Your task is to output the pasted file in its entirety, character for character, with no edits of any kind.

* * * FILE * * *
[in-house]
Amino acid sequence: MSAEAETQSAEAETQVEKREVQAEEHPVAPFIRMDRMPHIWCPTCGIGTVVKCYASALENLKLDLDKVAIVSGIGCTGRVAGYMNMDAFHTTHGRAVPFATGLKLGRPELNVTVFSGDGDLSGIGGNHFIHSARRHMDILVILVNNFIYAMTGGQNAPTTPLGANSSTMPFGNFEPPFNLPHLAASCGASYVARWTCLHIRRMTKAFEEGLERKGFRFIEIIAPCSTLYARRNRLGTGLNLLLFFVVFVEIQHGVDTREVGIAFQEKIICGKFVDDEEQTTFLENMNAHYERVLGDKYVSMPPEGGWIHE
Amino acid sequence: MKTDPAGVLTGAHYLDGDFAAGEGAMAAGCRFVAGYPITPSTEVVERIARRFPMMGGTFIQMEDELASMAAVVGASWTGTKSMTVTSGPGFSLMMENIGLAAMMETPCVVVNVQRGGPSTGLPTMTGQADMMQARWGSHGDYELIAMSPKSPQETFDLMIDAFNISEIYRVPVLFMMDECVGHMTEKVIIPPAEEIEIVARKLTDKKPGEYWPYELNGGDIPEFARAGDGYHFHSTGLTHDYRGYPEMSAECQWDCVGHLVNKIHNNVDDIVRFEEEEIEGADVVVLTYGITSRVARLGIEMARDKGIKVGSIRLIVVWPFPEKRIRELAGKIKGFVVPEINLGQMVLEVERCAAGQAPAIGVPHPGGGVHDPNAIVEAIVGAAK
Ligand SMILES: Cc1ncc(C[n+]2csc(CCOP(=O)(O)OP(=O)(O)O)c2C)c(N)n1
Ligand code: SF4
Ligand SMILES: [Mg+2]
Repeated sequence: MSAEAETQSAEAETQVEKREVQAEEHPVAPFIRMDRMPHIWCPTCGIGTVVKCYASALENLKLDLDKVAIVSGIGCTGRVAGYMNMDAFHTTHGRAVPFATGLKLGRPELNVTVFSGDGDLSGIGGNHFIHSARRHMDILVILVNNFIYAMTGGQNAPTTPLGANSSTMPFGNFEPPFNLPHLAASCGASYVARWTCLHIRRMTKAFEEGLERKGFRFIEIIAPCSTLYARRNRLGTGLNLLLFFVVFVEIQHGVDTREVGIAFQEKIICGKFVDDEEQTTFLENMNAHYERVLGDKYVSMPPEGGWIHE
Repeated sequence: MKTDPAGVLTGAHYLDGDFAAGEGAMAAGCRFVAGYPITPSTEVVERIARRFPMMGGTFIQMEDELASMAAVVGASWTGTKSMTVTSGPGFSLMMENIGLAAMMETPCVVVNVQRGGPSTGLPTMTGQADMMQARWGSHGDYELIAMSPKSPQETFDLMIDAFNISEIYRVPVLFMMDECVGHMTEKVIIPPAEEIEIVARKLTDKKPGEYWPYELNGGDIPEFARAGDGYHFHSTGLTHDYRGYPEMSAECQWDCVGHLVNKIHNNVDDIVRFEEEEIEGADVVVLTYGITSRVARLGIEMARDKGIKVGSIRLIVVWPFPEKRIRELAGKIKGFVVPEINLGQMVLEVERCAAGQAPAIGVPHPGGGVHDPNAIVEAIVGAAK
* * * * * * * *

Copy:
[in-house]
Amino acid sequence: MSAEAETQSAEAETQVEKREVQAEEHPVAPFIRMDRMPHIWCPTCGIGTVVKCYASALENLKLDLDKVAIVSGIGCTGRVAGYMNMDAFHTTHGRAVPFATGLKLGRPELNVTVFSGDGDLSGIGGNHFIHSARRHMDILVILVNNFIYAMTGGQNAPTTPLGANSSTMPFGNFEPPFNLPHLAASCGASYVARWTCLHIRRMTKAFEEGLERKGFRFIEIIAPCSTLYARRNRLGTGLNLLLFFVVFVEIQHGVDTREVGIAFQEKIICGKFVDDEEQTTFLENMNAHYERVLGDKYVSMPPEGGWIHE
Amino acid sequence: MKTDPAGVLTGAHYLDGDFAAGEGAMAAGCRFVAGYPITPSTEVVERIARRFPMMGGTFIQMEDELASMAAVVGASWTGTKSMTVTSGPGFSLMMENIGLAAMMETPCVVVNVQRGGPSTGLPTMTGQADMMQARWGSHGDYELIAMSPKSPQETFDLMIDAFNISEIYRVPVLFMMDECVGHMTEKVIIPPAEEIEIVARKLTDKKPGEYWPYELNGGDIPEFARAGDGYHFHSTGLTHDYRGYPEMSAECQWDCVGHLVNKIHNNVDDIVRFEEEEIEGADVVVLTYGITSRVARLGIEMARDKGIKVGSIRLIVVWPFPEKRIRELAGKIKGFVVPEINLGQMVLEVERCAAGQAPAIGVPHPGGGVHDPNAIVEAIVGAAK
Ligand SMILES: Cc1ncc(C[n+]2csc(CCOP(=O)(O)OP(=O)(O)O)c2C)c(N)n1
Ligand code: SF4
Ligand SMILES: [Mg+2]
Repeated sequence: MSAEAETQSAEAETQVEKREVQAEEHPVAPFIRMDRMPHIWCPTCGIGTVVKCYASALENLKLDLDKVAIVSGIGCTGRVAGYMNMDAFHTTHGRAVPFATGLKLGRPELNVTVFSGDGDLSGIGGNHFIHSARRHMDILVILVNNFIYAMTGGQNAPTTPLGANSSTMPFGNFEPPFNLPHLAASCGASYVARWTCLHIRRMTKAFEEGLERKGFRFIEIIAPCSTLYARRNRLGTGLNLLLFFVVFVEIQHGVDTREVGIAFQEKIICGKFVDDEEQTTFLENMNAHYERVLGDKYVSMPPEGGWIHE
Repeated sequence: MKTDPAGVLTGAHYLDGDFAAGEGAMAAGCRFVAGYPITPSTEVVERIARRFPMMGGTFIQMEDELASMAAVVGASWTGTKSMTVTSGPGFSLMMENIGLAAMMETPCVVVNVQRGGPSTGLPTMTGQADMMQARWGSHGDYELIAMSPKSPQETFDLMIDAFNISEIYRVPVLFMMDECVGHMTEKVIIPPAEEIEIVARKLTDKKPGEYWPYELNGGDIPEFARAGDGYHFHSTGLTHDYRGYPEMSAECQWDCVGHLVNKIHNNVDDIVRFEEEEIEGADVVVLTYGITSRVARLGIEMARDKGIKVGSIRLIVVWPFPEKRIRELAGKIKGFVVPEINLGQMVLEVERCAAGQAPAIGVPHPGGGVHDPNAIVEAIVGAAK